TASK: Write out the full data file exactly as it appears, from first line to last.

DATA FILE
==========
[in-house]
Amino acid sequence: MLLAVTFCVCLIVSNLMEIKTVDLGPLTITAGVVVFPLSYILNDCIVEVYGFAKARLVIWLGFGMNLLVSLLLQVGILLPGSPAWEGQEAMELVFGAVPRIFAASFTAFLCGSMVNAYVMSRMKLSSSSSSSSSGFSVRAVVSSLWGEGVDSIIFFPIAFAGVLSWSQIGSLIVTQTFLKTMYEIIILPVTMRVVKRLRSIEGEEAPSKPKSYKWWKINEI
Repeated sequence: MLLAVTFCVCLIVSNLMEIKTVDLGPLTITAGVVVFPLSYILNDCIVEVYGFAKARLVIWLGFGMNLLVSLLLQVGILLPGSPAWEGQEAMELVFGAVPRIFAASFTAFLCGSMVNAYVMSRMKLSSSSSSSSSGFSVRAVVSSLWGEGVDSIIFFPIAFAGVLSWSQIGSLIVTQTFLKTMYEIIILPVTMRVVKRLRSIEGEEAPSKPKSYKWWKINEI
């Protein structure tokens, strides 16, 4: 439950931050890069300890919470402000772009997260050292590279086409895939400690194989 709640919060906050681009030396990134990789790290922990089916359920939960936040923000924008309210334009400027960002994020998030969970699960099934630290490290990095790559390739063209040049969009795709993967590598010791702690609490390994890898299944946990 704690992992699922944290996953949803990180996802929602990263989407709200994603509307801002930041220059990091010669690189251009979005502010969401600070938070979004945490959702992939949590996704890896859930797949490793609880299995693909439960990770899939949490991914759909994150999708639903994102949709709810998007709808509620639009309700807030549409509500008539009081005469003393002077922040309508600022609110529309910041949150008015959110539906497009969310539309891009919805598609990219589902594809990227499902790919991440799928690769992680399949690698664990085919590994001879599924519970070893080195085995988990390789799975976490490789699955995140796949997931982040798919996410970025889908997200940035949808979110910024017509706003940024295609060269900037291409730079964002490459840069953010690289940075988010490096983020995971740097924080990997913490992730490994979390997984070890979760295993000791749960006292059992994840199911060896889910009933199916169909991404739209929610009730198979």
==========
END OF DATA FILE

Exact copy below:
[in-house]
Amino acid sequence: MLLAVTFCVCLIVSNLMEIKTVDLGPLTITAGVVVFPLSYILNDCIVEVYGFAKARLVIWLGFGMNLLVSLLLQVGILLPGSPAWEGQEAMELVFGAVPRIFAASFTAFLCGSMVNAYVMSRMKLSSSSSSSSSGFSVRAVVSSLWGEGVDSIIFFPIAFAGVLSWSQIGSLIVTQTFLKTMYEIIILPVTMRVVKRLRSIEGEEAPSKPKSYKWWKINEI
Repeated sequence: MLLAVTFCVCLIVSNLMEIKTVDLGPLTITAGVVVFPLSYILNDCIVEVYGFAKARLVIWLGFGMNLLVSLLLQVGILLPGSPAWEGQEAMELVFGAVPRIFAASFTAFLCGSMVNAYVMSRMKLSSSSSSSSSGFSVRAVVSSLWGEGVDSIIFFPIAFAGVLSWSQIGSLIVTQTFLKTMYEIIILPVTMRVVKRLRSIEGEEAPSKPKSYKWWKINEI
């Protein structure tokens, strides 16, 4: 439950931050890069300890919470402000772009997260050292590279086409895939400690194989 709640919060906050681009030396990134990789790290922990089916359920939960936040923000924008309210334009400027960002994020998030969970699960099934630290490290990095790559390739063209040049969009795709993967590598010791702690609490390994890898299944946990 704690992992699922944290996953949803990180996802929602990263989407709200994603509307801002930041220059990091010669690189251009979005502010969401600070938070979004945490959702992939949590996704890896859930797949490793609880299995693909439960990770899939949490991914759909994150999708639903994102949709709810998007709808509620639009309700807030549409509500008539009081005469003393002077922040309508600022609110529309910041949150008015959110539906497009969310539309891009919805598609990219589902594809990227499902790919991440799928690769992680399949690698664990085919590994001879599924519970070893080195085995988990390789799975976490490789699955995140796949997931982040798919996410970025889908997200940035949808979110910024017509706003940024295609060269900037291409730079964002490459840069953010690289940075988010490096983020995971740097924080990997913490992730490994979390997984070890979760295993000791749960006292059992994840199911060896889910009933199916169909991404739209929610009730198979």